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The Princess Bride

Chapter Eight

Summary Chapter Eight

Back at 5:41, Rugen flings a Florinese dagger into Inigo's stomach.

At 5:50 in the prince's room, Humperdinck enters, dives for his weapons and cries out, "To the death!" only to be countered by Westley saying, "To the pain."

At 5:42 Inigo prepares to die and apologizes to his father, who bursts into his mind and forces him to continue fighting. Inigo wrenches the knife from his bleeding stomach and pursues Rugen with an even intensified vengeance. Finally, Inigo cuts Rugen, corners him and kills him. At 5:50, he has at last taken his revenge.

Meanwhile at 5:52, Westley is explaining to Humperdinck the meaning of "To the pain," saying that if they duel and Westley wins, he will keep the prince alive, only after slicing off his wrists and ankles and nose and eyes. He will leave the ears, so that he can hear all the cries of fear at his hideousness. Having thoroughly startled Humperdinck, Westley demands him to drop his sword, and he does. Buttercup ties him up, and around this time Inigo enters, and Fezzik calls from out the window that he has found four white horses in the prince's stable so that the four of them can ride away together. But once out the window Yellin and his Brute Squad confront them. To everybody's surprise, Buttercup rescues them all by demanding as Queen that they all run inside and tend to Humperdinck's safety, and so they do.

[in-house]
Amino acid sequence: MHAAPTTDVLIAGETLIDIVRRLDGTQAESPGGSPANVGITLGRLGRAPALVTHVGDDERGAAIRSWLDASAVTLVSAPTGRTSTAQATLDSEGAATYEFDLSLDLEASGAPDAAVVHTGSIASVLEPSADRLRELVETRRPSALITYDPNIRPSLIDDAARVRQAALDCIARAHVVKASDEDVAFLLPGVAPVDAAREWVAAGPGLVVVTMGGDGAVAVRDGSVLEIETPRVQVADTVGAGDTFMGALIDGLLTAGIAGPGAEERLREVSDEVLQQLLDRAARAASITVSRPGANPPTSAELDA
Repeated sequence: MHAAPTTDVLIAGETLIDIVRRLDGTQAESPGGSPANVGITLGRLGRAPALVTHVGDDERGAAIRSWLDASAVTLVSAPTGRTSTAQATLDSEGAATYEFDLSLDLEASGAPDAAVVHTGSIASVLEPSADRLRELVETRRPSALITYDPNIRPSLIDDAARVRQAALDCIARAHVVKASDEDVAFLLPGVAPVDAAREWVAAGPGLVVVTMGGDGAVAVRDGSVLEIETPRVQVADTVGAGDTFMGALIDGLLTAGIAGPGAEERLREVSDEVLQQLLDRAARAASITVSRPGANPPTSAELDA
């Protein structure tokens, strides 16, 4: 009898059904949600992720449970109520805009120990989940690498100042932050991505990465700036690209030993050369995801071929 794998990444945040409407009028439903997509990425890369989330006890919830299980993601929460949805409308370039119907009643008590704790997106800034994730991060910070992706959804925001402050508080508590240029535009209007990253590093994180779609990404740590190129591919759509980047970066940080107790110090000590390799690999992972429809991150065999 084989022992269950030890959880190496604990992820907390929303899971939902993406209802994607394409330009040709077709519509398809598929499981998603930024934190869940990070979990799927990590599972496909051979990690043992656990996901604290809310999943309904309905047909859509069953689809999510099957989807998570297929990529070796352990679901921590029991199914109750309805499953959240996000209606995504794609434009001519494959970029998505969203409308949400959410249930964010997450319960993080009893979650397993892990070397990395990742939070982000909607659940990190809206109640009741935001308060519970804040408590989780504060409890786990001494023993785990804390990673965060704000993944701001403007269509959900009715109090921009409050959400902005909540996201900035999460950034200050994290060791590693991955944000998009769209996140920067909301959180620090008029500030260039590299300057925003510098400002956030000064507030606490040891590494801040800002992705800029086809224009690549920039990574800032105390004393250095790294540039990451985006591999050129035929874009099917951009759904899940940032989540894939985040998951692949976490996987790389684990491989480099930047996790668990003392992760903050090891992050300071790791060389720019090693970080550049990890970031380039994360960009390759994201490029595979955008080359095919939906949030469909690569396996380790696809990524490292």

They ride away to freedom, and Buttercup and Westley promise to outlive each other, and William Goldman ends the book. He comments that when his father read it like this, it always seemed to have ended suddenly. Only now does he read S. Morgenstern's actual ending, in which Inigo's wound reopens, Westley relapsed, Fezzik took a wrong turn and Buttercup's horse threw a shoe, while the prince's horses followed in pursuit. William Goldman enters the text here again, saying that he personally believes that they all got away, lived with squabbles and dilemmas, but mostly happily ever after. He repeats again that life is not fair, but it is fairer than death.

Analysis

Two things that distinguish this chapter are time fragmentations and the loosely interpreted ending. In addressing the former, we must note that Chapter eight is divided into many fragments, each labeled with its exact time of occurrence, each following one of the four main good characters and eventually zeroing in on all of them, when they come together at the end. Everything is timed, and we move back and forth between minutes; we know that Buttercup and Westley reunite at 5:48, and we learn about this before finding that Inigo is wounded by a Florinese dagger at 5:41. Time is made into a mosaic throughout this chapter, lending a sense of urgency to the events occurring, and especially making us aware that Westley's resurrection pill is about to expire.